verb (used with object), va·cat·ed, va·cat·ing.
verb (used without object), va·cat·ed, va·cat·ing.
Origin of vacate
Examples from the Web for vacating
Letterman is vacating the show “sometime next year,” ending a spectacular and hilarious 30-year run in late-night television.
Vacating the earlier convictions and sentences seems nothing more than the parties' desire to get the deal done.
It will readily be conceded, that the vacating of the former office is the condition of the acceptance of the latter.Abridgment of the Debates of Congress, from 1789 to 1856, Vol. II (of 16)|Thomas Hart Benton
Vacating this post in the year following, he remained without employ up to the year 1821.The Violin|George Dubourg
Peters was also there, packing up the personal effects of the dead man preparatory to vacating the apartment.In the Onyx Lobby|Carolyn Wells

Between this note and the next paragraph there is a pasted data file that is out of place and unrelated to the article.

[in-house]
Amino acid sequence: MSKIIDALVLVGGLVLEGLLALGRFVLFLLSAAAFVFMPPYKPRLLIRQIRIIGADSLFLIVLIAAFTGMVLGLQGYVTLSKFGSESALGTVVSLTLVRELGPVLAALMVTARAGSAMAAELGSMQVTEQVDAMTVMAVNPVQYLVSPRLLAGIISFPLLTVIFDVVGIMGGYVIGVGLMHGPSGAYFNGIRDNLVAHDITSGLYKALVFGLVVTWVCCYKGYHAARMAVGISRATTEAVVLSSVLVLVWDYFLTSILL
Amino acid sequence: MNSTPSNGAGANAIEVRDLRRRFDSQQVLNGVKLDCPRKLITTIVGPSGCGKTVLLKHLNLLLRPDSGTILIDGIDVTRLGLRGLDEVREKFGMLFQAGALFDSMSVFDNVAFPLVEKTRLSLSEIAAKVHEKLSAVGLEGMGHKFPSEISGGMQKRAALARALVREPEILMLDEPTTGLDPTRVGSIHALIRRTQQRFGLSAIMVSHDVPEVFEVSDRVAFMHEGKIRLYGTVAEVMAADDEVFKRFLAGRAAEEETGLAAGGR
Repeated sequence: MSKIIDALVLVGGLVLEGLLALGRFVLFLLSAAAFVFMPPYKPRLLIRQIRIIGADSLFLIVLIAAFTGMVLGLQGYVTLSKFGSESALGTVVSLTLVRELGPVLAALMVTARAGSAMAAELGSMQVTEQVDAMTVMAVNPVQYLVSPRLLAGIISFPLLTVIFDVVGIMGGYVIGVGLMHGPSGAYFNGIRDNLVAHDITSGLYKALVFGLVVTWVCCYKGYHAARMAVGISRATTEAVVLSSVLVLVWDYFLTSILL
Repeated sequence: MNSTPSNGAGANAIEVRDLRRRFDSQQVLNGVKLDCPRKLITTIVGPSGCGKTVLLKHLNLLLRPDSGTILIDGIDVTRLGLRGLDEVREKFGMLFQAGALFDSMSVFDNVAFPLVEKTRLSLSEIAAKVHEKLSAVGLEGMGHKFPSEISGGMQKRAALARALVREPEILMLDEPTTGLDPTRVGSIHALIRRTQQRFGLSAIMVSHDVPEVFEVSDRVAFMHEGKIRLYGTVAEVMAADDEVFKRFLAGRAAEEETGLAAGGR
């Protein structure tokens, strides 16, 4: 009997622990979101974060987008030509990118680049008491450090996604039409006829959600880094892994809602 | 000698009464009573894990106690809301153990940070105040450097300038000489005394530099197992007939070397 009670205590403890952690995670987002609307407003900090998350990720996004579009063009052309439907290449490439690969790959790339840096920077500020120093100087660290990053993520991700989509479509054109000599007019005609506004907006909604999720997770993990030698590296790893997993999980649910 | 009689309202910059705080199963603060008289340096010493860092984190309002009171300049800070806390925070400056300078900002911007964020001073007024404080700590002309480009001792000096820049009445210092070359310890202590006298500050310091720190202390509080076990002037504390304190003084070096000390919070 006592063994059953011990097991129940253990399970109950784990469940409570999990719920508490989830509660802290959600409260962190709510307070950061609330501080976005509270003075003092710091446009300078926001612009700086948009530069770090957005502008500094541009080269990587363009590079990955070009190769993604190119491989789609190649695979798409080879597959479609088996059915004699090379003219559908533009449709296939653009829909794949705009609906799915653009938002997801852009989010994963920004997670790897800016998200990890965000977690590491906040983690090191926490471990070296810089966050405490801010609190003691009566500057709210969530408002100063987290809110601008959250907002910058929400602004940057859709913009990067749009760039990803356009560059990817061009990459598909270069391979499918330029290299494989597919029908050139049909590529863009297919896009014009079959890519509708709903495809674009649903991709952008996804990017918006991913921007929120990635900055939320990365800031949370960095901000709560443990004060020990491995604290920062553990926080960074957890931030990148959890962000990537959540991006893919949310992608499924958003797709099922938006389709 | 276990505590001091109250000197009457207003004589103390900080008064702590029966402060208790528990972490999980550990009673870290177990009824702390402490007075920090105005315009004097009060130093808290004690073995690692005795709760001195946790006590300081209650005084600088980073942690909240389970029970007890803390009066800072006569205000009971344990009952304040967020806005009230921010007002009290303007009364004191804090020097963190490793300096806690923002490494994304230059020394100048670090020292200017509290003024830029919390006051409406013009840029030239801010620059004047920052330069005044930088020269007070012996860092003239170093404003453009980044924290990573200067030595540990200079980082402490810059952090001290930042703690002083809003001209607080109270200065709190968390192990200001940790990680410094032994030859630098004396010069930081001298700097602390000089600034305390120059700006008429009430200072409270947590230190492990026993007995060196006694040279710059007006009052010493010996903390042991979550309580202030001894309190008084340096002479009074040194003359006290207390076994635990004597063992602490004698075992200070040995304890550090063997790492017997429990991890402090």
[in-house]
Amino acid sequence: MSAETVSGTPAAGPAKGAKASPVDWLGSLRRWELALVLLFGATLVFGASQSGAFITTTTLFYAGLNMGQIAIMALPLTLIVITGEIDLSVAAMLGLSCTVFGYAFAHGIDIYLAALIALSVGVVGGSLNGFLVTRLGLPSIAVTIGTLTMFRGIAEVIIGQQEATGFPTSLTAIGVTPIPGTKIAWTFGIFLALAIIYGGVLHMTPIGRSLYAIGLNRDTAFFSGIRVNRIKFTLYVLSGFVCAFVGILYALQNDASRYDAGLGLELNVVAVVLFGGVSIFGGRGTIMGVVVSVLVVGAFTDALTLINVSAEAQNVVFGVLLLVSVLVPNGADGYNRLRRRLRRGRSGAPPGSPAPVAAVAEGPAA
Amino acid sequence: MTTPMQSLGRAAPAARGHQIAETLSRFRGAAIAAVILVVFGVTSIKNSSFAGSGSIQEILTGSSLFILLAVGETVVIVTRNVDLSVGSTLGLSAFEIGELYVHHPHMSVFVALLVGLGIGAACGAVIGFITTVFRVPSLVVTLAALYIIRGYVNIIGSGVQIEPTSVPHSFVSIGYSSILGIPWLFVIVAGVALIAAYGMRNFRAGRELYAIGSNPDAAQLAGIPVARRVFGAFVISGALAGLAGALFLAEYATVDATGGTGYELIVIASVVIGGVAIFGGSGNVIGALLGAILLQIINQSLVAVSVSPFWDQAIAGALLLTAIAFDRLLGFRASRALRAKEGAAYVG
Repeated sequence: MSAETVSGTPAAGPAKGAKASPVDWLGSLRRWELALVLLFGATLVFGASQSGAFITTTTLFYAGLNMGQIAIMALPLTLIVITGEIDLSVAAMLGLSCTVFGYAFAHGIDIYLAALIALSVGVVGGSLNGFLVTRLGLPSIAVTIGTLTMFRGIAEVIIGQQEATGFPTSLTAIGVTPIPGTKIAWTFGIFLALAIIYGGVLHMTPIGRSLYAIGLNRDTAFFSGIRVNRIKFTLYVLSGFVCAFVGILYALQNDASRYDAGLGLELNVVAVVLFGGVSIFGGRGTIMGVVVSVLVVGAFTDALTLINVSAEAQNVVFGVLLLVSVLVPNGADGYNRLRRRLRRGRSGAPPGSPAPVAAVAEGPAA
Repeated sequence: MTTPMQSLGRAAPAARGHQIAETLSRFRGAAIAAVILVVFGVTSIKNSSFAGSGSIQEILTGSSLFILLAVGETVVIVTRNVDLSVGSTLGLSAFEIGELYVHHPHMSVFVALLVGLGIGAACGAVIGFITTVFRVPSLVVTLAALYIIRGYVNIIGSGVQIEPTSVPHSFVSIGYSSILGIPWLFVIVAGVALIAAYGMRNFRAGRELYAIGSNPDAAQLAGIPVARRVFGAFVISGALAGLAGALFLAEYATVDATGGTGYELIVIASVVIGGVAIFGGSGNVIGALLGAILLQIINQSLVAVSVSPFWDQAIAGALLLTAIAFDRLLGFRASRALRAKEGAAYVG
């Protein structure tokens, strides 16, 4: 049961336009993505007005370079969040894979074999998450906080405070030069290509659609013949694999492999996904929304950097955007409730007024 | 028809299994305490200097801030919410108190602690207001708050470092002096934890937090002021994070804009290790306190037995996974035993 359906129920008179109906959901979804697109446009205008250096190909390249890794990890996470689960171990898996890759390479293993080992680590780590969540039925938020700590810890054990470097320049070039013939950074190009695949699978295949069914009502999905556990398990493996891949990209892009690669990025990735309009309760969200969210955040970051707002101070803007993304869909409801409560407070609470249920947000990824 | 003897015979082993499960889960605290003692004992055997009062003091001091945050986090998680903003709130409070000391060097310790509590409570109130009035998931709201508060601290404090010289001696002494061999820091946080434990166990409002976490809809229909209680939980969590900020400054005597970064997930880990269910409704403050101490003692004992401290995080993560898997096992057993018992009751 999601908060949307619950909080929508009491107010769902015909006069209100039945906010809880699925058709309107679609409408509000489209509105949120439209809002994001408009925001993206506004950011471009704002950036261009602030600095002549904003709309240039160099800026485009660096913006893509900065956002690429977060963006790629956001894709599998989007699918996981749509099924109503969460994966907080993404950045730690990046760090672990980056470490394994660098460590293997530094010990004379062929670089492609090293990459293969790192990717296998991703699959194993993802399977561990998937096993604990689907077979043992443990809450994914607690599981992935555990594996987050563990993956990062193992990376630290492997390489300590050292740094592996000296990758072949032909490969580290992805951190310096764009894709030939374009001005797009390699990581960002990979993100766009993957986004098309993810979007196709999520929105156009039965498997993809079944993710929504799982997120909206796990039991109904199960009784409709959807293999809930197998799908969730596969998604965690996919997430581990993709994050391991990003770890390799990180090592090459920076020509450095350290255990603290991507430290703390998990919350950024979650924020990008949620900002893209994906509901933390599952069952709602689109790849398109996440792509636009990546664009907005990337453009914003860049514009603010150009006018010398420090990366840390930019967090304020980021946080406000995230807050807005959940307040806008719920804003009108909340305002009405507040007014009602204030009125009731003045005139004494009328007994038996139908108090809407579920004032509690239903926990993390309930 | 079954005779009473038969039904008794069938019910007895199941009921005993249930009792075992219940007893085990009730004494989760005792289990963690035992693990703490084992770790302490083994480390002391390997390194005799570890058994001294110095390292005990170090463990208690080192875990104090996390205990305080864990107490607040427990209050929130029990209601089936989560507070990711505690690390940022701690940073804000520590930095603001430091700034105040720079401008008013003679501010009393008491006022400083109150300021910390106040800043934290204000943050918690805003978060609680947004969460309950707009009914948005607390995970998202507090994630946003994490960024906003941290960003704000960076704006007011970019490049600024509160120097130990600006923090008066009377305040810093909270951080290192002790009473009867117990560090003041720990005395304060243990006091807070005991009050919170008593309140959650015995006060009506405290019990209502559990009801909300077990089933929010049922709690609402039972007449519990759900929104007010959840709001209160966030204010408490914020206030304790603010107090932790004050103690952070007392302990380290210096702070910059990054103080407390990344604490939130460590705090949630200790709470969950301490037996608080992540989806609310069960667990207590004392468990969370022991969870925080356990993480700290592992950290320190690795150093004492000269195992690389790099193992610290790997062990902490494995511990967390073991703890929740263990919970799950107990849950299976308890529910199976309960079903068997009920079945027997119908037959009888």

In vacating the hut, the last occupants had left some of the furnishings behind them.Gunman's Reckoning|Max Brand
He walked to the bench which the players were vacating, Clint following, and seated himself.Left Tackle Thayer|Ralph Henry Barbour
British Dictionary definitions for vacating
verb (mainly tr)
- to cancel or rescind
- to make void or of no effect; annul
Word Origin and History for vacating
1640s, "to make void, to annul," from Latin vacatum, past participle of vacare "to be empty" (see vain). Meaning "to leave, give up, quit" (a place) is attested from 1791. Related: Vacated; vacating.